- Completing a DVIR and logging any findings, problems, or potential issues with the vehicle
Post-trip inspections and reports are required by applicable federal and state law and are an important part of keeping a truck safe and secure on the road.
External inspections help the driver catch any problems with key truck systems, including:
- Tires for characteristics such as inflation, condition, and tread depth
- Headlights, turn signals, and reflectors
- Fluid leaks from key systems
- Suspension including shock absorbers, spring hangers, bolts, and frame members
- Exhaust systems for broken, missing, or incorrectly positioned parts
- Coupling system for missing or worn chains, pins and other problems
Internal inspections ensure that systems are working properly and that the truck will be safe on the road. Internal inspections may involve:
- Instrumentation and monitoring systems, including sensor systems
- Communication devices, including horns and lights
- Checking safety belts
- Mirror checks
- Windshield condition including sufficient washing fluid
- Fire extinguishers
- Emergency equipment, including reflective triangles
A careful inspection done consistently ensures that the truck is in proper working condition so that it can be safely operated every time it is on the road.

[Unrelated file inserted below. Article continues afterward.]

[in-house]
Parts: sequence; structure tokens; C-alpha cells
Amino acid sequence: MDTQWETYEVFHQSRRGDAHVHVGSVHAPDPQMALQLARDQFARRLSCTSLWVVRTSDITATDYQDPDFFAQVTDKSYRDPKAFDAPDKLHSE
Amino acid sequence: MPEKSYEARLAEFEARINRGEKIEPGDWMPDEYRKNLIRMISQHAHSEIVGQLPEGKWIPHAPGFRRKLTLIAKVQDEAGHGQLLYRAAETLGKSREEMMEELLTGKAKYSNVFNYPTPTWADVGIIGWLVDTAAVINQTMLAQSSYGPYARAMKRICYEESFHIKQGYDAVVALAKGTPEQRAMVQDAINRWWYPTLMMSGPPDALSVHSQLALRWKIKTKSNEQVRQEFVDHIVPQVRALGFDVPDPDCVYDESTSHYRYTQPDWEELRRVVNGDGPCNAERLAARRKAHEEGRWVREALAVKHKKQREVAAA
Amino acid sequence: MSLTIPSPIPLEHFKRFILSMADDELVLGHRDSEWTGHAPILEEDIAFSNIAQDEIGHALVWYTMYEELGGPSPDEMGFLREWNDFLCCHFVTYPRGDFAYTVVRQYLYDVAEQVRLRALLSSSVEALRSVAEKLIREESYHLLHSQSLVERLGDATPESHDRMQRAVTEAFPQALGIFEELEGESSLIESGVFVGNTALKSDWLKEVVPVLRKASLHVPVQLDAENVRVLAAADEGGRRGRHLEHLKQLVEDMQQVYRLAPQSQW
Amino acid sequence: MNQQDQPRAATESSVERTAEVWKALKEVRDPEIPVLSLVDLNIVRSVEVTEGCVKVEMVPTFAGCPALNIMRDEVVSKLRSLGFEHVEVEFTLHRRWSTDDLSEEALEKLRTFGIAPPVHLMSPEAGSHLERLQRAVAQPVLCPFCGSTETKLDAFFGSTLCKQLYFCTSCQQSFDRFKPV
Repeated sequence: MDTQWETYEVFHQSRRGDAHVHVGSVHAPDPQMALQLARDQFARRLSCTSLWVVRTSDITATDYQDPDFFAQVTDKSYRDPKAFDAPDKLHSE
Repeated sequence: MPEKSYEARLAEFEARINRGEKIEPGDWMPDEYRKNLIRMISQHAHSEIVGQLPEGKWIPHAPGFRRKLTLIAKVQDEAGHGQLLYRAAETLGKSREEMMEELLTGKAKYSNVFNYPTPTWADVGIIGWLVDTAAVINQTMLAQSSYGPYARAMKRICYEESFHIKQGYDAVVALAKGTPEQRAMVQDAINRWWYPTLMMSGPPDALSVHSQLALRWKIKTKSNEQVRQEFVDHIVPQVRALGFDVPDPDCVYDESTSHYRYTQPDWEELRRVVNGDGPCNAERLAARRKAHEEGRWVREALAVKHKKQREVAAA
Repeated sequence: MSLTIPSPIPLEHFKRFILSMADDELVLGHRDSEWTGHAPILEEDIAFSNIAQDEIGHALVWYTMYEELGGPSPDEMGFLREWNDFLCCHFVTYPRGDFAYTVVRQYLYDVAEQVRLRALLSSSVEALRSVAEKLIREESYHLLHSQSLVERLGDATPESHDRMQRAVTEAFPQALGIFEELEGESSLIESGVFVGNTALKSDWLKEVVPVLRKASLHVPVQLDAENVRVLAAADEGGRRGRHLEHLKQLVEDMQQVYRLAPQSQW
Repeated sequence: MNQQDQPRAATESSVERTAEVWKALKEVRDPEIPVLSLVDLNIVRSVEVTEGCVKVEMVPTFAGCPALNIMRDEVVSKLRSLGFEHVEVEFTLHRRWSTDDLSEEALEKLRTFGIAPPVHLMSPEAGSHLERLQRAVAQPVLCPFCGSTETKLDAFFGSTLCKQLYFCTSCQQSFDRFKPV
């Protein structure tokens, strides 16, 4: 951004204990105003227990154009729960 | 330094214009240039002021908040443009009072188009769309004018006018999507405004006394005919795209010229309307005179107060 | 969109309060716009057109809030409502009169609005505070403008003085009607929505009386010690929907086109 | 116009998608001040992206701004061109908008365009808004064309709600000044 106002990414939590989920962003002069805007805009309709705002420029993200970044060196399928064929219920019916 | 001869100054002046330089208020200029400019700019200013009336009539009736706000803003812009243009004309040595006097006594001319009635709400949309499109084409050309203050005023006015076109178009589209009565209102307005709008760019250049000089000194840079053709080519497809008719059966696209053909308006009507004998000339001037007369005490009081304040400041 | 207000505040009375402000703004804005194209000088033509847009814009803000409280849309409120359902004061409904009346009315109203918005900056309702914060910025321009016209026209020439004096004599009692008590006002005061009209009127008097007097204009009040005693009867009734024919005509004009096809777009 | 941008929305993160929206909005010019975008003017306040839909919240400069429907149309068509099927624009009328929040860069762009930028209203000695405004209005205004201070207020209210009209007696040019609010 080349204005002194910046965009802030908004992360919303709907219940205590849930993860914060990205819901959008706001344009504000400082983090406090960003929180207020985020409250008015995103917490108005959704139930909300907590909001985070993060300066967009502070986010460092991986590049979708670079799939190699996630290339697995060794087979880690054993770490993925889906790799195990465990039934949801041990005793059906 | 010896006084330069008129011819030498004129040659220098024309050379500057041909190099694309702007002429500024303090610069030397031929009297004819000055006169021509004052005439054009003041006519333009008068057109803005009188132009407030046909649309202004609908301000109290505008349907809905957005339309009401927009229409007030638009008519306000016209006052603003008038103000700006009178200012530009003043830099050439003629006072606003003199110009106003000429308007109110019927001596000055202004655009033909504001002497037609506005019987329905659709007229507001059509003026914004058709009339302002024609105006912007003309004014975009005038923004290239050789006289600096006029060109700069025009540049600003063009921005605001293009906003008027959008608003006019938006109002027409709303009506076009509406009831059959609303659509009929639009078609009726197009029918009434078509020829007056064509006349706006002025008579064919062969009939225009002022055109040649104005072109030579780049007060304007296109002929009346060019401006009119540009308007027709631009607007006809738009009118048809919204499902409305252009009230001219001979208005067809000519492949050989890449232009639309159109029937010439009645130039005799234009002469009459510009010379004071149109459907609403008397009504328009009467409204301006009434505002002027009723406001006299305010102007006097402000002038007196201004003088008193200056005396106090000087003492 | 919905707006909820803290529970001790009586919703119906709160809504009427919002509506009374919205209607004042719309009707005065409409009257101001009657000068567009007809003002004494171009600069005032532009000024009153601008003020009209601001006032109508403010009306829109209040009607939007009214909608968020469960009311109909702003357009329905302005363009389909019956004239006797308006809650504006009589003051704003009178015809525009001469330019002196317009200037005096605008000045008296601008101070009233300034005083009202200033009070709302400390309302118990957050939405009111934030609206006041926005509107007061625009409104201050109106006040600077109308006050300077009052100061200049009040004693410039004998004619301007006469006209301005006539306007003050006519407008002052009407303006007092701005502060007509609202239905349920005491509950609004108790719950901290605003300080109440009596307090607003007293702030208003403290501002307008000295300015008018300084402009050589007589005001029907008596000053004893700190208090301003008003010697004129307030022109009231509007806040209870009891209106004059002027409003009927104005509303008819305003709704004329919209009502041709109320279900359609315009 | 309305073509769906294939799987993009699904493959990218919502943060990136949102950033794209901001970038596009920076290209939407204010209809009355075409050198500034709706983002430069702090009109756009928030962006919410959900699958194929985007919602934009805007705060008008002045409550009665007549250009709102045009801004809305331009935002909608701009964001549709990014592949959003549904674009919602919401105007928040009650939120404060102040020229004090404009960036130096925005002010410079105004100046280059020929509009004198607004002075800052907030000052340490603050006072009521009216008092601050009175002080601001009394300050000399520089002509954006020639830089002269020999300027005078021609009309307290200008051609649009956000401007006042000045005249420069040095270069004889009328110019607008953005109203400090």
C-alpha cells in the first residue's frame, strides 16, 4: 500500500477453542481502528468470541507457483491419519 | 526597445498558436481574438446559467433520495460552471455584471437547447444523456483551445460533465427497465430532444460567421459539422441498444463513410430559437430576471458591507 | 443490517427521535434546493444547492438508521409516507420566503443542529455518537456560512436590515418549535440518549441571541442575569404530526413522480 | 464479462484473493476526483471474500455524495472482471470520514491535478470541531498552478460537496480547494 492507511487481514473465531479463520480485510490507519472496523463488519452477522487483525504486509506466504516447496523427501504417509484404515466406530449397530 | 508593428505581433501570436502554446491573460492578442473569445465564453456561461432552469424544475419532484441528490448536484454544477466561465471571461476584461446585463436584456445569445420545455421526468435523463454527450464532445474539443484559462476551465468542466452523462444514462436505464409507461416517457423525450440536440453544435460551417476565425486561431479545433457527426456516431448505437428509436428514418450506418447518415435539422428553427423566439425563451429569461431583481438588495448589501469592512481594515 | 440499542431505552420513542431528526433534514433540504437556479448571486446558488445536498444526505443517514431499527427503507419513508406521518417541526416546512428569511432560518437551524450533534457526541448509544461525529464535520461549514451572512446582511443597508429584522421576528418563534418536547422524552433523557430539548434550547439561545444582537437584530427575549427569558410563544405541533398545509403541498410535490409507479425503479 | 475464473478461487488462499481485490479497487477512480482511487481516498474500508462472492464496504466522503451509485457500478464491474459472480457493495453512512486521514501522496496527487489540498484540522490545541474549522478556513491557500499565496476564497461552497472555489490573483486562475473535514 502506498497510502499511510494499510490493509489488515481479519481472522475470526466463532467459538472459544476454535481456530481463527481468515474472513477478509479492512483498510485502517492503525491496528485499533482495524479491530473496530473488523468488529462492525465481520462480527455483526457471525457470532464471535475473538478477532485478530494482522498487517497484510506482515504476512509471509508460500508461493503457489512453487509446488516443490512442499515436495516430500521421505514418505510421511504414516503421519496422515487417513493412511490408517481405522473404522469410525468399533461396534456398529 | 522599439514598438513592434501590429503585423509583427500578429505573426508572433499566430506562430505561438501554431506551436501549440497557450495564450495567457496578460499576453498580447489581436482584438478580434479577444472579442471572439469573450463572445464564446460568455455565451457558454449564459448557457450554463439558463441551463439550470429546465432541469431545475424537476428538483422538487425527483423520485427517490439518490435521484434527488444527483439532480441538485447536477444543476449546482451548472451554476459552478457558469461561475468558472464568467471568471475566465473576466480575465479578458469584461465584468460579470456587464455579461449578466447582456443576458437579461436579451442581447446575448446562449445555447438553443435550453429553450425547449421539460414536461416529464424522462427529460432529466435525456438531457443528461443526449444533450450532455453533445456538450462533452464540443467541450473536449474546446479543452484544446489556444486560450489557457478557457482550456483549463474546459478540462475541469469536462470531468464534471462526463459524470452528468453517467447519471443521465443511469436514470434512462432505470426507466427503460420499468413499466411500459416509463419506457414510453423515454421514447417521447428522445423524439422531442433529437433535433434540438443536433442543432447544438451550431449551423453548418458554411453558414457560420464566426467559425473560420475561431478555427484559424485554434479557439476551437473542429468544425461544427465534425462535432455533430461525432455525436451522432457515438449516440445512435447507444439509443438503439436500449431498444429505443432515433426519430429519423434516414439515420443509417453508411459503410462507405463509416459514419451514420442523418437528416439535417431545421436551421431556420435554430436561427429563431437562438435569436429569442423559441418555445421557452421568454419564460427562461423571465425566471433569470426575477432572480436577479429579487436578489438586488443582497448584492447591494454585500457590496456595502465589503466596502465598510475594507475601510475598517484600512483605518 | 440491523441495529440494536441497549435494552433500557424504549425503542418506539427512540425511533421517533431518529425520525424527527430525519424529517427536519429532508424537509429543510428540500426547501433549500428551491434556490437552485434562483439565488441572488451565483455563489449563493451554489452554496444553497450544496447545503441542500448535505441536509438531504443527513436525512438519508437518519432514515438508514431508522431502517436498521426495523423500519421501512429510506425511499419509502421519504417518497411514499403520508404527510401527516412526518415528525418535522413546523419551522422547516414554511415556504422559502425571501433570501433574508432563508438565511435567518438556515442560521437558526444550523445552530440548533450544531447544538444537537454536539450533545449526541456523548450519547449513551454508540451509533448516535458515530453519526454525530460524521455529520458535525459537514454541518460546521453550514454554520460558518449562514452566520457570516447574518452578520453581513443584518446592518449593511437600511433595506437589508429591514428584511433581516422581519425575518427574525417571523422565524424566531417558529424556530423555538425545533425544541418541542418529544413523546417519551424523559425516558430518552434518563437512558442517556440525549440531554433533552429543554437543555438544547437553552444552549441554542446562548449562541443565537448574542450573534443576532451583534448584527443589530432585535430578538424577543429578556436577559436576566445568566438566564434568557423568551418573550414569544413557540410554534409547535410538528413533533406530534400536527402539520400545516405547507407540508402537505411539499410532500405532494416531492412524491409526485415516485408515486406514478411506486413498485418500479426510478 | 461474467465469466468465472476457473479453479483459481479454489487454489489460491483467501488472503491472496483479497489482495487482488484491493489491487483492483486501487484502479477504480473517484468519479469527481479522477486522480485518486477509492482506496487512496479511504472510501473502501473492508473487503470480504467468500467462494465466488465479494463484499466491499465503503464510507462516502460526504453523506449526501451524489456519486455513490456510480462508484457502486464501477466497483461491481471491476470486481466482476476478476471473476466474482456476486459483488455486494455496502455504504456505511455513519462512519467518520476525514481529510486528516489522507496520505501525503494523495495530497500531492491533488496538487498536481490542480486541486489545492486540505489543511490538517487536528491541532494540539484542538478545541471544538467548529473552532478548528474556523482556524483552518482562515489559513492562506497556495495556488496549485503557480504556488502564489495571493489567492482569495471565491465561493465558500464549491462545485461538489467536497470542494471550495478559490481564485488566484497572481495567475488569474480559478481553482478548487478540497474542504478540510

Cargo should be immobile while traveling and should be supported in any way needed to keep it in place during the trip. Cargo inspections should examine:
- Balance, blocking, and bracing of the materials
- Tie-down, nets, slings, and other cargo securing devices should be checked for placement and condition
- Chocks, wedges, cradles, and any other devices to secure cargo that may roll
- Cargo weight
- Any unique restraints needed for special cargo such as logs, rolls of material such as paper or metal, autos, heavy equipment, and irregular containers
If the driver finds any problems with the cargo or how it is secured, these problems must be addressed before the truck ever gets on the road.
Problems That Should Be Identified During Inspections
During an inspection, the driver should be on the lookout for problems such as:
- The trouble with any internal systems such as lights, safety equipment, or instrumentation
- Tire wear and damage such as cracks or bulges
- Fluid leaks such as oil or coolant
- Brake damage such as worn, hardened, or crimped lines
- Air brake system leaks
- Steering control system problems such as belts that are frayed or cracked
- Suspension system problems such as broken or missing spring leaves, cracked arms and U-bolts, and damaged or missing torque arms
- Exhaust problems such as a missing part or a part that is too close to any fuel system
- Coupling issues such as missing or broken safety chains, kingpins, U-bolts, and pivot bracket pins
- Cargo balance and devices that secure it including nets, tie-downs, braces, and other supports
Talk to an Experienced Houston Truck Accident Lawyer Now
Truck drivers are required to properly inspect their vehicles in accordance with applicable federal and state law. If you have been injured in a truck accident, make sure you have a knowledgeable truck accident lawyer in your corner.
Contact The Callahan Law Firm today. In every case, we use our vast experience and extensive resources to help those injured in truck accidents. We have what it takes to handle any truck accident case, from the initial investigation through successful resolution. Call or contact us online today.